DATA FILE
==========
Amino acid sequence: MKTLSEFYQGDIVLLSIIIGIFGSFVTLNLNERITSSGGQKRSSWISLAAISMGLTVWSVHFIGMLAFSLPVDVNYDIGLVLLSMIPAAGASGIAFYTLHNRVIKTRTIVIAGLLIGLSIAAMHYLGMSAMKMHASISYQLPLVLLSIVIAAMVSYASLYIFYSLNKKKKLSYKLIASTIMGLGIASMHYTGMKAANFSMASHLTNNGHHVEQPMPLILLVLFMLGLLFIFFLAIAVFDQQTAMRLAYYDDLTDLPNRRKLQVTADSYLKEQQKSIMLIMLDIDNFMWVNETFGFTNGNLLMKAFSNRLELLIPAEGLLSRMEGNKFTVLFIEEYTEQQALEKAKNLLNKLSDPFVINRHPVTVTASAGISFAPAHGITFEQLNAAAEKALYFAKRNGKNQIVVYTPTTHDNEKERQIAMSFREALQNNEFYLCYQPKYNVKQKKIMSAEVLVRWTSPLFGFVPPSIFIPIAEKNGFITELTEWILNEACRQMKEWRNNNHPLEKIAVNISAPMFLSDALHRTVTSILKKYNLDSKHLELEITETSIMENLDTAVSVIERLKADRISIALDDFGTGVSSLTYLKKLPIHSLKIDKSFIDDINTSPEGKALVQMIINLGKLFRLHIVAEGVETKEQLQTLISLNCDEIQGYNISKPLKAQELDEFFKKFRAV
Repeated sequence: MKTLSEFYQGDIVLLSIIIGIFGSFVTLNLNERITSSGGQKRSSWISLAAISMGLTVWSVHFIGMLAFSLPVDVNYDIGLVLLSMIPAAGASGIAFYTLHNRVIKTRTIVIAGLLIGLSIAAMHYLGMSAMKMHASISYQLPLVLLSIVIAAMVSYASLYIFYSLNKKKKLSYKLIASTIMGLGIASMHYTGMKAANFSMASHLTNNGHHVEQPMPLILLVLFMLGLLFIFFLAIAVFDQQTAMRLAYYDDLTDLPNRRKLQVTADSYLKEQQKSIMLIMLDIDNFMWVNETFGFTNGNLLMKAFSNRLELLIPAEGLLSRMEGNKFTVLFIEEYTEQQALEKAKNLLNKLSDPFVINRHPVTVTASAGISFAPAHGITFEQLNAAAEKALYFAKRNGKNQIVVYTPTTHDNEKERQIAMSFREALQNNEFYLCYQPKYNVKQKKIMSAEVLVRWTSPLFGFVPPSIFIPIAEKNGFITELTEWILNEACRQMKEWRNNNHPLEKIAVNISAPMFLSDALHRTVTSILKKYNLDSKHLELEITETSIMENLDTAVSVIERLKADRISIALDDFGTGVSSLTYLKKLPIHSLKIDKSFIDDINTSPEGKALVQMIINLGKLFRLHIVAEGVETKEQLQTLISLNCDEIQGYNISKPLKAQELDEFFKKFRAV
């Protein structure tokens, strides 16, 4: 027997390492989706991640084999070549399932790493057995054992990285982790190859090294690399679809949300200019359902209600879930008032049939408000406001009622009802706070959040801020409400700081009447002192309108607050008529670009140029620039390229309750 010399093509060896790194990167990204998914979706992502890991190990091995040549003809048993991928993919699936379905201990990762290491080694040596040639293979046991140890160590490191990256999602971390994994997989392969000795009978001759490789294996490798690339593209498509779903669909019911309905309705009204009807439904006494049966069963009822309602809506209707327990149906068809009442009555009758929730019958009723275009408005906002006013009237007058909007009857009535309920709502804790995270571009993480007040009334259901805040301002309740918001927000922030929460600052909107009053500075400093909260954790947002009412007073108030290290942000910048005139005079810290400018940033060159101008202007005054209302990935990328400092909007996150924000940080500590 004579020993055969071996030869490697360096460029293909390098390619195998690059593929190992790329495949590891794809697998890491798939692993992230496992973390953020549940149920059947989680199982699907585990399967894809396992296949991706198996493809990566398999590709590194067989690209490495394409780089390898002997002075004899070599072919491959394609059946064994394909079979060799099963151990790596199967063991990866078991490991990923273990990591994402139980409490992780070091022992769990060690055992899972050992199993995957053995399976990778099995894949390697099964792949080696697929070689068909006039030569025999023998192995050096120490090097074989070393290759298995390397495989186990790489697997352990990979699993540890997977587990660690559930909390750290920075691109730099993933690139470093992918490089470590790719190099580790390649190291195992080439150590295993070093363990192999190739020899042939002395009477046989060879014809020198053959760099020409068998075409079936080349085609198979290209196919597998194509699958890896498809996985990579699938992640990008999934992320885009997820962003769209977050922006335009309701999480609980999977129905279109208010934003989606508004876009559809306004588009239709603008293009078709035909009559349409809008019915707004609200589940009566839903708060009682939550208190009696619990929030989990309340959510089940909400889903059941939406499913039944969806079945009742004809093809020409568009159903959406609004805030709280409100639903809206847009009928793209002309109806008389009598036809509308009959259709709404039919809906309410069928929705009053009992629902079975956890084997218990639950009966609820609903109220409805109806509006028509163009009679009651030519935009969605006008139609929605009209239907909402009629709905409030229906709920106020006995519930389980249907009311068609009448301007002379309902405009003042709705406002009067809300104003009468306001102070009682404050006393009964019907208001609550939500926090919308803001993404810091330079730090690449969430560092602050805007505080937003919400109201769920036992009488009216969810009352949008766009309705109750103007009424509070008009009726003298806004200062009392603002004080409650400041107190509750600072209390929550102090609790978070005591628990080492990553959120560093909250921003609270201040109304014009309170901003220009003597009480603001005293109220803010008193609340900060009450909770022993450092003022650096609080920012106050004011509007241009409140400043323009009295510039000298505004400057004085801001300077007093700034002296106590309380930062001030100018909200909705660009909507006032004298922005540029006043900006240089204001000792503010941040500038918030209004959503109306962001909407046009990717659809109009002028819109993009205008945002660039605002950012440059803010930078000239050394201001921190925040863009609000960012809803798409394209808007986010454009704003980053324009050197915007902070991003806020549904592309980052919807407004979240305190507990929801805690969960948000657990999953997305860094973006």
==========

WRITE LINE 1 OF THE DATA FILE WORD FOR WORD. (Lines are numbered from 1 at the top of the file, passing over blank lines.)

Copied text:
Amino acid sequence: MKTLSEFYQGDIVLLSIIIGIFGSFVTLNLNERITSSGGQKRSSWISLAAISMGLTVWSVHFIGMLAFSLPVDVNYDIGLVLLSMIPAAGASGIAFYTLHNRVIKTRTIVIAGLLIGLSIAAMHYLGMSAMKMHASISYQLPLVLLSIVIAAMVSYASLYIFYSLNKKKKLSYKLIASTIMGLGIASMHYTGMKAANFSMASHLTNNGHHVEQPMPLILLVLFMLGLLFIFFLAIAVFDQQTAMRLAYYDDLTDLPNRRKLQVTADSYLKEQQKSIMLIMLDIDNFMWVNETFGFTNGNLLMKAFSNRLELLIPAEGLLSRMEGNKFTVLFIEEYTEQQALEKAKNLLNKLSDPFVINRHPVTVTASAGISFAPAHGITFEQLNAAAEKALYFAKRNGKNQIVVYTPTTHDNEKERQIAMSFREALQNNEFYLCYQPKYNVKQKKIMSAEVLVRWTSPLFGFVPPSIFIPIAEKNGFITELTEWILNEACRQMKEWRNNNHPLEKIAVNISAPMFLSDALHRTVTSILKKYNLDSKHLELEITETSIMENLDTAVSVIERLKADRISIALDDFGTGVSSLTYLKKLPIHSLKIDKSFIDDINTSPEGKALVQMIINLGKLFRLHIVAEGVETKEQLQTLISLNCDEIQGYNISKPLKAQELDEFFKKFRAV